Expired Covid-19 shots binned as Indonesia eases back to normalcy

About nine million doses were set to expire by the end of May. PHOTO: REUTERS

JAKARTA (BLOOMBERG) - Once precious Covid-19 vaccines, now expired, will be destroyed to make way for routine children's immunisations in Indonesia as coronavirus worries ease.

"Our storage facilities are feeling the strain as they're filled with expired doses," Health Minister Budi Gunadi Sadikin said in a Tuesday (May 31) briefing.

"That's especially as we have a new campaign to push for basic vaccination for children across the country."

About nine million doses were set to expire by the end of May, ministry spokesman Siti Nadia Tarmizi said earlier this month.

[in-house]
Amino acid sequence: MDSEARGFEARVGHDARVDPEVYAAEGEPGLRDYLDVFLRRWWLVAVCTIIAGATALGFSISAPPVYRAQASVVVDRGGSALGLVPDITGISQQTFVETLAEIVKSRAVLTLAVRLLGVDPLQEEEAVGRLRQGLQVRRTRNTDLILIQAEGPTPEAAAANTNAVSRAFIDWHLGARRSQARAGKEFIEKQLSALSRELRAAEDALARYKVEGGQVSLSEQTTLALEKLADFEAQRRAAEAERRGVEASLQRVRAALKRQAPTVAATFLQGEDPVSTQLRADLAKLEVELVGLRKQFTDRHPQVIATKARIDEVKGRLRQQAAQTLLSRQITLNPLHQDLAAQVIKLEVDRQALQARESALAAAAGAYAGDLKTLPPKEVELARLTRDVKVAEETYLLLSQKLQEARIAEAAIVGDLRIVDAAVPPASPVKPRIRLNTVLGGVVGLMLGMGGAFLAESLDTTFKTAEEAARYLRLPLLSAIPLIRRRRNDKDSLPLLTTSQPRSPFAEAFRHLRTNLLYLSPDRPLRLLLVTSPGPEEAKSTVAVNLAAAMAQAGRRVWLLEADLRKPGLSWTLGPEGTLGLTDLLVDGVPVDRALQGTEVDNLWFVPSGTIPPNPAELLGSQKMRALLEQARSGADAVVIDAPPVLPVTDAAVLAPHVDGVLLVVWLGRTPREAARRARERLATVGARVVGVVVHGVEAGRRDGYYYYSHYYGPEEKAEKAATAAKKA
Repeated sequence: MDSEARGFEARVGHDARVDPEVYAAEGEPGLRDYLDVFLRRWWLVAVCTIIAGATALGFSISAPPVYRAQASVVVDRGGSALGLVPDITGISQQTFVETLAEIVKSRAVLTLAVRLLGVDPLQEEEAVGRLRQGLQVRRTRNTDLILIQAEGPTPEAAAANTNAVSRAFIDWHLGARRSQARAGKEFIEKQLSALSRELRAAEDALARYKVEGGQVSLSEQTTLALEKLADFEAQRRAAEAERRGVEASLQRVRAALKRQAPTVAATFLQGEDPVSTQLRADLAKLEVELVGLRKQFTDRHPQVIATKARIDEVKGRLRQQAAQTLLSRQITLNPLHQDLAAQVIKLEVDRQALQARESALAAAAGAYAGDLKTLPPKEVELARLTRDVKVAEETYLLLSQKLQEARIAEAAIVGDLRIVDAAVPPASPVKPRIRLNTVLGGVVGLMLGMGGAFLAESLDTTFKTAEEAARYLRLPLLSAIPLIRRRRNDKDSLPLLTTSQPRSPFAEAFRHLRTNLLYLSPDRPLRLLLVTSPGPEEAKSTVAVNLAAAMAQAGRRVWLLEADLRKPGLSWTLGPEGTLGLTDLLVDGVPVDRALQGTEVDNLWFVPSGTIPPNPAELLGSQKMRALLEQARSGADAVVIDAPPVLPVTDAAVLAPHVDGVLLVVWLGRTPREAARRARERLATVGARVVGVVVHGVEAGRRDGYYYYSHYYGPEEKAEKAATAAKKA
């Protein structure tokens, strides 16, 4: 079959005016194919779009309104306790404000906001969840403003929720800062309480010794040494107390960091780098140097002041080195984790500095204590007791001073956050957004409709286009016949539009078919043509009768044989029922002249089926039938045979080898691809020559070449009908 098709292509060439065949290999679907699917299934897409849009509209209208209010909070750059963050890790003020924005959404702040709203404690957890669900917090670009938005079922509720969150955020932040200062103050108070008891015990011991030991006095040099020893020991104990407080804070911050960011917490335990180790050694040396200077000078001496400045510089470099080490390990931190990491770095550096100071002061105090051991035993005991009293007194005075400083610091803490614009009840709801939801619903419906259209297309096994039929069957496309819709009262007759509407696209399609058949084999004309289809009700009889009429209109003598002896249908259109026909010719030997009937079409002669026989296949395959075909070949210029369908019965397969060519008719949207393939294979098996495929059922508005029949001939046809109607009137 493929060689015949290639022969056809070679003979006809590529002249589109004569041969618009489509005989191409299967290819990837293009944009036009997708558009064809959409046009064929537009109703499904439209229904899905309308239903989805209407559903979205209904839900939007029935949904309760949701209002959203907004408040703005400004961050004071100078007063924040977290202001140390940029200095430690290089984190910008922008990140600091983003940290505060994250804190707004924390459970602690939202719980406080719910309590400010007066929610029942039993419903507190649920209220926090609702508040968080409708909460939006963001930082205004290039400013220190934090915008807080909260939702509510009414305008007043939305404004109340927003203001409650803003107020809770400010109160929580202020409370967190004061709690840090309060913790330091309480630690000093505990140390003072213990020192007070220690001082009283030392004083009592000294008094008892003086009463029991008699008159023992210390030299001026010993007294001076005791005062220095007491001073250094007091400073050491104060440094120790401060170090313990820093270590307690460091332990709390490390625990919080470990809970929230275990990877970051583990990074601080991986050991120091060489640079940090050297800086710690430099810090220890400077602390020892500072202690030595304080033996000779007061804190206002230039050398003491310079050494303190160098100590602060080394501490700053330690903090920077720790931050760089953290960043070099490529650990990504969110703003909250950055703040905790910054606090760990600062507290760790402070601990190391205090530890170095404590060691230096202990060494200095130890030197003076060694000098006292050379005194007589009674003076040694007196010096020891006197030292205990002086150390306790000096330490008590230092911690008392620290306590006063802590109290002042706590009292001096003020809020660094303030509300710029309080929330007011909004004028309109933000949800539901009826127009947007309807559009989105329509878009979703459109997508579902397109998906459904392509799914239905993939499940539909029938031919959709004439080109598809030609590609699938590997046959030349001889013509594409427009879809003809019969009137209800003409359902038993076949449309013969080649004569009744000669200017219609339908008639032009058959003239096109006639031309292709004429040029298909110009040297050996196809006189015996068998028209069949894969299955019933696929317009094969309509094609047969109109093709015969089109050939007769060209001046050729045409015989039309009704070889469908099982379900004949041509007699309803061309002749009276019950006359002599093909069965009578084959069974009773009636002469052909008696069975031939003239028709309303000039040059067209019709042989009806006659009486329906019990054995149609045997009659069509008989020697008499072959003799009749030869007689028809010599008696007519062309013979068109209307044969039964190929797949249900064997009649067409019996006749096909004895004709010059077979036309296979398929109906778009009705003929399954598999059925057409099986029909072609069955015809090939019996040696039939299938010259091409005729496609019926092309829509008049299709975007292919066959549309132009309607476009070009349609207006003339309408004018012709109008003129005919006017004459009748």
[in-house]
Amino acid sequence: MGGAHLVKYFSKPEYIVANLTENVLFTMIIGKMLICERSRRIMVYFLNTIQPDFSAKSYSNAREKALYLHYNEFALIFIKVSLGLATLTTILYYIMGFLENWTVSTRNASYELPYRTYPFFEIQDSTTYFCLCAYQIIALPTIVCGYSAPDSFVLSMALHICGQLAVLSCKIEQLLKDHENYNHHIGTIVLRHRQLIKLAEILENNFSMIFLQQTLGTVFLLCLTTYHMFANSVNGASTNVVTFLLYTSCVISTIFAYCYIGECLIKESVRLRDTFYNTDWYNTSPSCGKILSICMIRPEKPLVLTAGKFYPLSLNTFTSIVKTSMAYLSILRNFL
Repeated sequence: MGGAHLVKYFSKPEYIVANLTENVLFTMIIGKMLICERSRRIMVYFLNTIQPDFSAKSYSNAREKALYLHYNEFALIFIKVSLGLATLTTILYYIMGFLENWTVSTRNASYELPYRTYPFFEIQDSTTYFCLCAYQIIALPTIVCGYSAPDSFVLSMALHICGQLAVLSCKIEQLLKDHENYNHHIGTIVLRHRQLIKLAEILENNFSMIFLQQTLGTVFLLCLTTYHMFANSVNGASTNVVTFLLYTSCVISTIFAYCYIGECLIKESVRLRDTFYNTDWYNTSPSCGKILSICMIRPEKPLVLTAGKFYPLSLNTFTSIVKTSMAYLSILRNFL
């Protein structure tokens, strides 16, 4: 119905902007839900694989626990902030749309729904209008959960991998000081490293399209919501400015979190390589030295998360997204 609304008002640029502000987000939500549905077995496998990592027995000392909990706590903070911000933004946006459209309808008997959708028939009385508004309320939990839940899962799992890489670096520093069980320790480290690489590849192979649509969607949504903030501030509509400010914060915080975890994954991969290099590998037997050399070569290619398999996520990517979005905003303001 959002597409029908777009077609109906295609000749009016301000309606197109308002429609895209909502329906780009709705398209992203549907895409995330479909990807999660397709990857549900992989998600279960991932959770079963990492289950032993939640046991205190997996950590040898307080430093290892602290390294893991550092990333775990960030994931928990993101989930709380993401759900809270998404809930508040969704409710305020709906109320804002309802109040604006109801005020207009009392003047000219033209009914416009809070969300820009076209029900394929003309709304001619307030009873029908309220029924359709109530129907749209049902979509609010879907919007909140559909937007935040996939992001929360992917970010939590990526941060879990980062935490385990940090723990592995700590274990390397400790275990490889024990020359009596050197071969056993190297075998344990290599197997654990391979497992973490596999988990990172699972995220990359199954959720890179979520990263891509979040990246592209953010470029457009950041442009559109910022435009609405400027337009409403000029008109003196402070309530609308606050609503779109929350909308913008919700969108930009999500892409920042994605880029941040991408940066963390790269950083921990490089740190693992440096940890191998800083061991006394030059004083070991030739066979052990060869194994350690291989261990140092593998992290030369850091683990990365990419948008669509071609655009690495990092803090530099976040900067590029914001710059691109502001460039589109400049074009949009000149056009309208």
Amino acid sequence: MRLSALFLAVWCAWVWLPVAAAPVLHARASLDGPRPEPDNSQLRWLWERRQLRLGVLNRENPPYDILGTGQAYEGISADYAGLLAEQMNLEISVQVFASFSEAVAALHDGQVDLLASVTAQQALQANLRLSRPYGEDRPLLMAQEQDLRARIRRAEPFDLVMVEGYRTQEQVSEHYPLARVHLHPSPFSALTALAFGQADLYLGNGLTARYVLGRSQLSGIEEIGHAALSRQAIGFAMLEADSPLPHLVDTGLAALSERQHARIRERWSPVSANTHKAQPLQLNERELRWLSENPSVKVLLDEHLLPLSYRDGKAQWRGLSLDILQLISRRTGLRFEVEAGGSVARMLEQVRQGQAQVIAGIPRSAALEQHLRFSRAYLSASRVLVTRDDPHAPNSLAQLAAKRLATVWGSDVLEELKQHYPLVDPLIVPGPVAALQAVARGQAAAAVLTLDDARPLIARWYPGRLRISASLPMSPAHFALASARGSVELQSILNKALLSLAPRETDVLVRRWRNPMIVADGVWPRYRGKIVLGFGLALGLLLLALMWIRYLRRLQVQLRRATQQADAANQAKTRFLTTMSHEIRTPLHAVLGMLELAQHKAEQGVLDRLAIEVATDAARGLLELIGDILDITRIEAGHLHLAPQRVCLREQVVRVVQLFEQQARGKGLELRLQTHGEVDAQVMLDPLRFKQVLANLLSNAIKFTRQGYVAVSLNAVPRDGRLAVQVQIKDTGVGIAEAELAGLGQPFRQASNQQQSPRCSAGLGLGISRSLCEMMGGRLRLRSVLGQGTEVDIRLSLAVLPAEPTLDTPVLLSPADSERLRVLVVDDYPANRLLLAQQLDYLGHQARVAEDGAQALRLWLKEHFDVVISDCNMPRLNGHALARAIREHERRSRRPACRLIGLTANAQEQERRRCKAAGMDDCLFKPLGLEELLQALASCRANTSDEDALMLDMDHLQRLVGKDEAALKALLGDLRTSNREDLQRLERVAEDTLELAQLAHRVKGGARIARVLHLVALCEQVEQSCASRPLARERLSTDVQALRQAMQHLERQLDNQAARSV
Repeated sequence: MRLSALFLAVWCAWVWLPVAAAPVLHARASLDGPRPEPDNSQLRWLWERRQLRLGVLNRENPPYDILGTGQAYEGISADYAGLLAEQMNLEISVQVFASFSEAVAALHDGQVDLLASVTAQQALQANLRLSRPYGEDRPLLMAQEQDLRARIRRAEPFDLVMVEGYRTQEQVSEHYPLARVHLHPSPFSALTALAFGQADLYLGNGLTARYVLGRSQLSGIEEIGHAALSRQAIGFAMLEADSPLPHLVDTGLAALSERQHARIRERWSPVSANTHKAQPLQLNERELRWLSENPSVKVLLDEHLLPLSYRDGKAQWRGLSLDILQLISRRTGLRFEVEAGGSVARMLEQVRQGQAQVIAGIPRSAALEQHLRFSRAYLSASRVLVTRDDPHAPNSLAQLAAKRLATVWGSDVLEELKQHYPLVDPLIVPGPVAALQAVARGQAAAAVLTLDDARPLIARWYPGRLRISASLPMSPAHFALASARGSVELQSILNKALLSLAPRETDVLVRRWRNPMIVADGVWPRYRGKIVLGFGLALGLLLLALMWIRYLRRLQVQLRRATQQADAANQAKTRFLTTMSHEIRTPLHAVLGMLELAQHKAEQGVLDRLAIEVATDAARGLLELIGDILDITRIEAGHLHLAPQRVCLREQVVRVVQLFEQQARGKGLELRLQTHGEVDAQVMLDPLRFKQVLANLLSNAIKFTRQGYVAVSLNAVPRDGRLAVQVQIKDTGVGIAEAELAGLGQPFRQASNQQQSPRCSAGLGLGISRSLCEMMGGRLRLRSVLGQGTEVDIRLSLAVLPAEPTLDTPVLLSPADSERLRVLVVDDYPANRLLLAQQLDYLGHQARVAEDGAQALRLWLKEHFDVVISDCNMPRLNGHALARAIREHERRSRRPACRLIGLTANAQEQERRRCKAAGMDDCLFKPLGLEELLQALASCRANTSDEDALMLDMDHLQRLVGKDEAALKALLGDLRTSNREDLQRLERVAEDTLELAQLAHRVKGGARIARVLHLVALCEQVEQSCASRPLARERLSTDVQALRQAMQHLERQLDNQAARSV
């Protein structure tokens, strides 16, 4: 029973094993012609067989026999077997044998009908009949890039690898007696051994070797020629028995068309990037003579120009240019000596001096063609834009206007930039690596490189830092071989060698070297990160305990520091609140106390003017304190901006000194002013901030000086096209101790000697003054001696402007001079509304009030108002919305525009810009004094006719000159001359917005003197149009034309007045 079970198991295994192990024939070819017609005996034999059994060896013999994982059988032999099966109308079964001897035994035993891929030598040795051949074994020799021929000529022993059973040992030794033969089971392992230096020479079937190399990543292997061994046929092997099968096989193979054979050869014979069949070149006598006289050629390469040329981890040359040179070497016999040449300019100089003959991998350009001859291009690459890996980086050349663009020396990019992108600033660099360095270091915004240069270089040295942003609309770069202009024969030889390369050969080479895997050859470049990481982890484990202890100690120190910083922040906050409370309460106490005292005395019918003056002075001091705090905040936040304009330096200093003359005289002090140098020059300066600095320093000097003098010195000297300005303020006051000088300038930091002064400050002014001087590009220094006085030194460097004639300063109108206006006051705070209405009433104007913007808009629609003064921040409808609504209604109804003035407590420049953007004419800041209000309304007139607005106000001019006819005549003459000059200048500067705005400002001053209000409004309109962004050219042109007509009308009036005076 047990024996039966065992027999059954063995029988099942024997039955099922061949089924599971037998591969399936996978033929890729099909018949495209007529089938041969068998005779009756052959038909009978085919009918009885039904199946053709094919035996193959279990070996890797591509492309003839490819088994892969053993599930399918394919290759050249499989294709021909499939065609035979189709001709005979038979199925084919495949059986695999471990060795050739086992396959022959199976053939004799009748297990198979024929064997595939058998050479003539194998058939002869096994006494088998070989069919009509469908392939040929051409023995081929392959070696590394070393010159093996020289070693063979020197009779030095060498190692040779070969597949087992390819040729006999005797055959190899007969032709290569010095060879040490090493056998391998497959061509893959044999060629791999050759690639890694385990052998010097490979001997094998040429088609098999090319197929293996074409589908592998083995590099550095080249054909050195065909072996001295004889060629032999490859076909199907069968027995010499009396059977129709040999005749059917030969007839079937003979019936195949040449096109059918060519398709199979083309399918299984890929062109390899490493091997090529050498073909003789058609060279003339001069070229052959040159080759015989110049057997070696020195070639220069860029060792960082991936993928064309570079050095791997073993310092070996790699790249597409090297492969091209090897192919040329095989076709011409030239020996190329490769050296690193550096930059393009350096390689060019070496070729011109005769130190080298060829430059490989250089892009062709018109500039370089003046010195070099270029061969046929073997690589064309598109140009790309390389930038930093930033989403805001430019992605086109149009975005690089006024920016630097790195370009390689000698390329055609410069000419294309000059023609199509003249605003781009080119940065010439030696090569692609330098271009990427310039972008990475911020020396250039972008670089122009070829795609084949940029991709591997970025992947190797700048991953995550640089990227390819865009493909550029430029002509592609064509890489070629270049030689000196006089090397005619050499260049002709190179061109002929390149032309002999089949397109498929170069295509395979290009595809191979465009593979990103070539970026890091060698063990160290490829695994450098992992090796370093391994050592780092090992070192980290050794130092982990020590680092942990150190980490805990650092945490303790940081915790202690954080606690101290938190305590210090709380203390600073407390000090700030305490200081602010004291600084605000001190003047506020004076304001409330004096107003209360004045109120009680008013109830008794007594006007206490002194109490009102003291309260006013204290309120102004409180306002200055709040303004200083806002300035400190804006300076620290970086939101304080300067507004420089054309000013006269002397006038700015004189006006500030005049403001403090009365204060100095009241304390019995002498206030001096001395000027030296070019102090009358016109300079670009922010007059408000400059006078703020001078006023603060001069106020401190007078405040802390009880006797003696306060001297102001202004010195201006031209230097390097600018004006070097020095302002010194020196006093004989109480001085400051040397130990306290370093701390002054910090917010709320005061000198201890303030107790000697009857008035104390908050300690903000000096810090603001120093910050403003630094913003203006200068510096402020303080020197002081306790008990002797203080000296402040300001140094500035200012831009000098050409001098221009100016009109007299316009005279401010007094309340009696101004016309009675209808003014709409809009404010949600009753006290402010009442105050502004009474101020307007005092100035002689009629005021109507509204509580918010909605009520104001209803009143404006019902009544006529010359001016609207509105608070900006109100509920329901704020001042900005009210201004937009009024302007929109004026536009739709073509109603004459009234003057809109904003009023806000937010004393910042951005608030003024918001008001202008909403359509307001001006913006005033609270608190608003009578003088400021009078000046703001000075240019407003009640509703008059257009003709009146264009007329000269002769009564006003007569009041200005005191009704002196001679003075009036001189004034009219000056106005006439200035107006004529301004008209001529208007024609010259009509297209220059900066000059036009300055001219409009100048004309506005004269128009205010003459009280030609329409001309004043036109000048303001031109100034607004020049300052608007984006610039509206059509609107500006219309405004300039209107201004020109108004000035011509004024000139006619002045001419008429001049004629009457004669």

Indonesians are waiting for the government to lift all restrictions as the virus threat recedes.

More than three out of five Indonesians have gotten two Covid-19 vaccine shots, while 17 per cent have had a third dose.

Most curbs have been removed except for limits on capacity and opening hours in some areas, and people are allowed to wear no masks while outdoors.

The Health Ministry recommends that the restrictions be lifted only once 70 per cent of the population are fully vaccinated, from about 65 per cent currently, and the virus's reproduction rate remains at or below one for three consecutive months, Mr Sadikin said.

The rate has been around that level for two months.

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